Ms Rayner will ask the minister for the Cabinet Office “if he will make a statement on the status of the investigation into Downing Street parties following the statement from the commissioner of the Met”.
What Boris’s exit would tell us about who he is as a man
A very wise person once told me it was always more interesting to interview politicians on the way down than on the way up, writes Suzanne Moore. There is something about the losing of power that engenders a kind of self-reflection that the facade of having to perform as ever-confident prevents.
The burden of winning is lifted. Losing means the mask can be taken off, or at least it slips. Sure, politics is a brutal business. When you lose your seat, you and your staff are immediately out of a job. A friend who worked for an MP who lost was shouted at regularly because her boss’s diary was now blank. It was apparently her job to fill it even though he was no longer being invited anywhere.
He was in total denial. Shakespeare’s “Nothing in his life became him like the leaving it” is true of all political exits. Is Boris Johnson preparing for one? He ought to be. Grace, dignity and character are not words one associates with this man who is apparently holed up preparing a bonfire of his aides. There is little to admire here and he becomes littler every day. But what is he now fighting for beyond his own delusions?
Gordon Brown was humble, David Cameron hummed and Theresa May cried – if Johnson wants a place in history, he will need a dignified exit.
We're back to a pre-pandemic economy because of Boris, says Jacob Rees-Mogg
Jacob Rees-Mogg cited the vaccine rollout, the furlough programme and the fact the economy “has bounced back to pre-pandemic levels” as he praised Boris Johnson’s record in government.
In the Commons last Thursday, he said the Prime Minister had “rightly apologised to the House for mistakes that have been made… [and] to the country for mistakes that have been made.
“The socialists never want due process to take place,” he told MPs. “They always want to make the decision before they have the facts. They do not want to do it properly.
“This Government are doing it properly, and while we were doing it properly, we set up, under this Prime Minister’s leadership, the furlough programme that saved 14 million jobs and that kept the economy going, which means that the economy is now back above its pre-pandemic levels and that youth unemployment is at a record low.”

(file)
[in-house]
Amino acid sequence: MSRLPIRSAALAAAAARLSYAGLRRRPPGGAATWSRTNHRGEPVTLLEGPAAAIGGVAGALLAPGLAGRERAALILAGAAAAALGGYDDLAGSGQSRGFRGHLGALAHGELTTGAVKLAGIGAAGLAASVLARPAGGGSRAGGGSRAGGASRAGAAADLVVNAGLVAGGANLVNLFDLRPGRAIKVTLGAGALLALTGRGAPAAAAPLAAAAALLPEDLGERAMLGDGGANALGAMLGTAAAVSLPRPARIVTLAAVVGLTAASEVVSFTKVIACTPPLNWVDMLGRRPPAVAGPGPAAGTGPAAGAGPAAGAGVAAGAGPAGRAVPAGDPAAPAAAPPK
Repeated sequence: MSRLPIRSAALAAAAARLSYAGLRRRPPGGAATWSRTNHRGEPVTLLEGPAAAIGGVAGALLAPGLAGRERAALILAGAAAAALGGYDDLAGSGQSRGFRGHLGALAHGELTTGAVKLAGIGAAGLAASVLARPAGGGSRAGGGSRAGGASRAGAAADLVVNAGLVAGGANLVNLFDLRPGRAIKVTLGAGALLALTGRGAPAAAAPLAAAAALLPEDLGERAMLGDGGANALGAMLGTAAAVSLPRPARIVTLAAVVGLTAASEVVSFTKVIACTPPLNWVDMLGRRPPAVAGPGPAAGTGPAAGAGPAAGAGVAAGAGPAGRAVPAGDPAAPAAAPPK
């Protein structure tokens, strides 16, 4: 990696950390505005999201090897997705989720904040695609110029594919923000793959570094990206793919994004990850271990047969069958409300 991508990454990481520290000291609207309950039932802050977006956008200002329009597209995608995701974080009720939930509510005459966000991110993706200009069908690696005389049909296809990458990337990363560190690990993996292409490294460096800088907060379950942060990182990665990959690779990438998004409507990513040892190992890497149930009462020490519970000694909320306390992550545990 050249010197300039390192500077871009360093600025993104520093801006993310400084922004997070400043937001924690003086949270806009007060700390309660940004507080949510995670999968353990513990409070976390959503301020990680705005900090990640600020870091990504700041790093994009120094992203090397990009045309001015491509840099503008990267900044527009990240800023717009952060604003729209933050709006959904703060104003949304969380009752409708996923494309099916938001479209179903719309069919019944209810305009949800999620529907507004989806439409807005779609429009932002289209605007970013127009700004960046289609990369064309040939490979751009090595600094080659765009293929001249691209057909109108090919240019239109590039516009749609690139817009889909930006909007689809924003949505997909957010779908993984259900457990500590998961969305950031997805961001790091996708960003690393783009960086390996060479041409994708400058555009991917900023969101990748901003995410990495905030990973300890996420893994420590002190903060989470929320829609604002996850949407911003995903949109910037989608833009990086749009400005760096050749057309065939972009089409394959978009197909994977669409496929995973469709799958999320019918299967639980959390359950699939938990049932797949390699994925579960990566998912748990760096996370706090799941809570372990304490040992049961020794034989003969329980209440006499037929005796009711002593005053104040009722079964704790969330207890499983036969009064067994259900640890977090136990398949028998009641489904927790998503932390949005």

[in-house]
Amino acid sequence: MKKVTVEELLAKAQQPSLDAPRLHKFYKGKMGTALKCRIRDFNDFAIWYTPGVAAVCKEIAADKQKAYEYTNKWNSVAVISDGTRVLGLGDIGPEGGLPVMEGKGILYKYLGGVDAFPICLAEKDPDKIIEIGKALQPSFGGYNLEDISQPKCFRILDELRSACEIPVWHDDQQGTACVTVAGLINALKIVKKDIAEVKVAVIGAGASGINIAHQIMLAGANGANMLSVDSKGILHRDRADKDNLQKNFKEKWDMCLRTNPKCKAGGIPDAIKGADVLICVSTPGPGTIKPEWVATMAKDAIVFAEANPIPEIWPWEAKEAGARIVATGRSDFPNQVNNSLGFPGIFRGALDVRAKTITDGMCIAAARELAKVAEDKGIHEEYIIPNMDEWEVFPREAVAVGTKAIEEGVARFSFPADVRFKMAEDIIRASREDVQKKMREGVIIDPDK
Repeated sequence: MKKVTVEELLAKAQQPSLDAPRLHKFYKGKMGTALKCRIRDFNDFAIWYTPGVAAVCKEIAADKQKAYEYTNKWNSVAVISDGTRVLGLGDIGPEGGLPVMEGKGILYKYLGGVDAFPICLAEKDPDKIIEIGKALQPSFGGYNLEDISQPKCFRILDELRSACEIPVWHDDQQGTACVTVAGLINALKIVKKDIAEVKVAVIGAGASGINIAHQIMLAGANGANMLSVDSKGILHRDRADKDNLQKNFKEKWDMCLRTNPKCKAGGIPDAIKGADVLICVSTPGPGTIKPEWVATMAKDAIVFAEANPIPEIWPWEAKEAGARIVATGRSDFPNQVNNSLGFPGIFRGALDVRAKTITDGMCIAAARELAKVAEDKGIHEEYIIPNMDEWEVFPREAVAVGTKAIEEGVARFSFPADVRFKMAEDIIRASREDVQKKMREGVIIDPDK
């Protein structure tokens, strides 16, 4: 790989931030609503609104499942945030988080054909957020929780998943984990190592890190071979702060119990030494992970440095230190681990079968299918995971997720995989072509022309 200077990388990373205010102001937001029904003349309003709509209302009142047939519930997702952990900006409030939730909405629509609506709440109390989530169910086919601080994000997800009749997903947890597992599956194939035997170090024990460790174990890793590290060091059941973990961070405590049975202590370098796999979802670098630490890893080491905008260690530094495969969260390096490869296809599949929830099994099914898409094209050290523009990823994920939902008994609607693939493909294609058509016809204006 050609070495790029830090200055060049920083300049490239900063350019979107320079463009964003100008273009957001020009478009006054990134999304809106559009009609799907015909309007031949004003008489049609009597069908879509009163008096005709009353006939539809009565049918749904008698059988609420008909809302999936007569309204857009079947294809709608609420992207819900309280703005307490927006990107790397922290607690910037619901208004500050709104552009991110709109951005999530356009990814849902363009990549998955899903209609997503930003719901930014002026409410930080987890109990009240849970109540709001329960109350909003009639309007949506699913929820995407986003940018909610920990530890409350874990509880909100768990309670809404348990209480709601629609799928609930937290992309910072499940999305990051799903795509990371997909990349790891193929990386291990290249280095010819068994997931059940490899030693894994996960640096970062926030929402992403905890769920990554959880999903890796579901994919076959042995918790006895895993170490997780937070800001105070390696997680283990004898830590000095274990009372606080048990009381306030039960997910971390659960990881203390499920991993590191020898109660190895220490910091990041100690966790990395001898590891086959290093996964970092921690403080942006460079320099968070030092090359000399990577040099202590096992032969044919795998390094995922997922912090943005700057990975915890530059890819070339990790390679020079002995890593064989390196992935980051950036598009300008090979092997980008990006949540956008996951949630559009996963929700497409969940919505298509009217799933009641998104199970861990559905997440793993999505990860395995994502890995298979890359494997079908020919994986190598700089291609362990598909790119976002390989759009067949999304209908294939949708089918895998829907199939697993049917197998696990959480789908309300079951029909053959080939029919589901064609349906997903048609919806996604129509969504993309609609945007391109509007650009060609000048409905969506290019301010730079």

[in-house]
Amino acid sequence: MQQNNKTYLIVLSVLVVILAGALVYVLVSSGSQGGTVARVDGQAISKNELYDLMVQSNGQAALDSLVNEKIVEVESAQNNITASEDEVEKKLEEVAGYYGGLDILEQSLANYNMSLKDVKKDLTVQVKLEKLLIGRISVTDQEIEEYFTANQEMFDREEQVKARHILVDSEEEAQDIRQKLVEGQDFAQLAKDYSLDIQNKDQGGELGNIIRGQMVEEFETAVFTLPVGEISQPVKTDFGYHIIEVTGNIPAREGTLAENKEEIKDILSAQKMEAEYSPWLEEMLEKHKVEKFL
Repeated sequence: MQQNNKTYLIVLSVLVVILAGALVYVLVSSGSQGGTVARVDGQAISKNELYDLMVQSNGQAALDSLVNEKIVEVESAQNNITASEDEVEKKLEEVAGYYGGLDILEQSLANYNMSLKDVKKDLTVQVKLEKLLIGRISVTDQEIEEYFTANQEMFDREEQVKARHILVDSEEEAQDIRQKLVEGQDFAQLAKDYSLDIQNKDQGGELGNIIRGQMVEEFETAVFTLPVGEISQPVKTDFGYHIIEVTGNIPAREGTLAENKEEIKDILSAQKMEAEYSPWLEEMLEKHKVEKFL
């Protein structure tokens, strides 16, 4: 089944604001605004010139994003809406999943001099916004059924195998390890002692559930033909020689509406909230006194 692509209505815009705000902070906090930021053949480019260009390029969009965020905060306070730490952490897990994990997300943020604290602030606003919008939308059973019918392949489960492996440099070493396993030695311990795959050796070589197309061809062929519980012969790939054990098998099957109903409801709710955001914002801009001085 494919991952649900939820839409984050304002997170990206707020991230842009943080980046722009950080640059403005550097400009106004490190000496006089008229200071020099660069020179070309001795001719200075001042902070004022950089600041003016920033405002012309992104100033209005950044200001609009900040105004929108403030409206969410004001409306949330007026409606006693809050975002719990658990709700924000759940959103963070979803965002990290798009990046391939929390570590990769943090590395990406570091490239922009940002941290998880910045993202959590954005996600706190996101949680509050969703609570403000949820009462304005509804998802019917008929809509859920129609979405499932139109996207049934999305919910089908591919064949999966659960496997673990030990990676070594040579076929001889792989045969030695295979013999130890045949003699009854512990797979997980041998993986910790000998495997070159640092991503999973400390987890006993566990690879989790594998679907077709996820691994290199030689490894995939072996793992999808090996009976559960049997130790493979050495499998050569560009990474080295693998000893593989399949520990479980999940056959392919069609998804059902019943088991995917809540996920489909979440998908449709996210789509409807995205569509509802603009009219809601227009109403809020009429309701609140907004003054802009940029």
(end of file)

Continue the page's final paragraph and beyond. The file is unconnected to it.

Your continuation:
Timeline: All the government parties during lockdown
Allegations of parties in Downing Street have been brought back into focus after reports Boris Johnson attended a birthday party thrown in his honour in Downing Street during the first Covid lockdown
Sue Gray, the second permanent secretary in the Cabinet Office, was tasked with investigating all government parties that took place during coronavirus restrictions, but it has been reported her findings will not be published while a police investigation into "a number" of the parties takes place.
There are currently thought to be 15 parties that took place in Number 10 or government departments between May and December, with some coming hours after new restrictions came into force.
Police probe will be 'relatively straightforward', says former Met chief
The police investigation into alleged lockdown breaches in Downing Street will be "relatively straightforward", a former chief superintendent at the Metropolitan Police said.
Dal Babu told Sky News he felt it was "rather unfortunate" the police had decided to wait to launch the investigation amid the Sue Gray report "which [has] no legal basis".
"We're in a situation where more and more evidence has come out," he said. "You'd have CCTV, police officers on duty to see what was happening, right at the beginning when allegations were first made."
As for whether the investigation takes "days, weeks [or] months", it will come down to "when the police want to move on it" but officers already have the evidence they would need, he said.
The 'wait for Sue Gray' just got longer
The Daily Telegraph understands that Sue Gray will not publish her report until the Metropolitan Police have concluded their investigation, writes Ben Riley-Smith.
That means publication of the findings - the moment Tory MPs have been waiting for before deciding whether to oust Boris Johnson - has been thrown into uncertainty.
The report is now not expected this week. It could be weeks or potentially months before it is published, depending on how long the police probe lasts.
Ms Gray will "continue" to investigate, but the findings will be sat on until the Met reaches its own conclusions. The key political question now becomes whether MPs will decide not to wait for the Met to conclude their inquiry and submit letters of no confidence this week.
Law must be upheld 'no matter who that involves', says Mayor of London
Officers must enforce the law "without fear or favour", the Mayor of London said as it was confirmed the Metropolitan Police will probe a "number" of reports of parties at Downing Street.
"I welcome confirmation that the Met Police is investigating a number of events that took place at Downing Street and Whitehall in the last two years in relation to potential breaches of the law," said Sadiq Khan, the Mayor of London.
"The public rightly expect the police to uphold the law without fear or favour, no matter who that involves, and I have been clear that members of the public must be able to expect the highest standards from everyone, including the Prime Minister and those around him.
"No one is above the law. There cannot be one rule for the Government and another for everyone else."
No Sue Gray report during criminal investigation - reports
Sue Gray's report into alleged lockdown breaches across the Government during coronavirus restrictions will not be published while a criminal investigation is ongoing, Sky News and BBC News understand.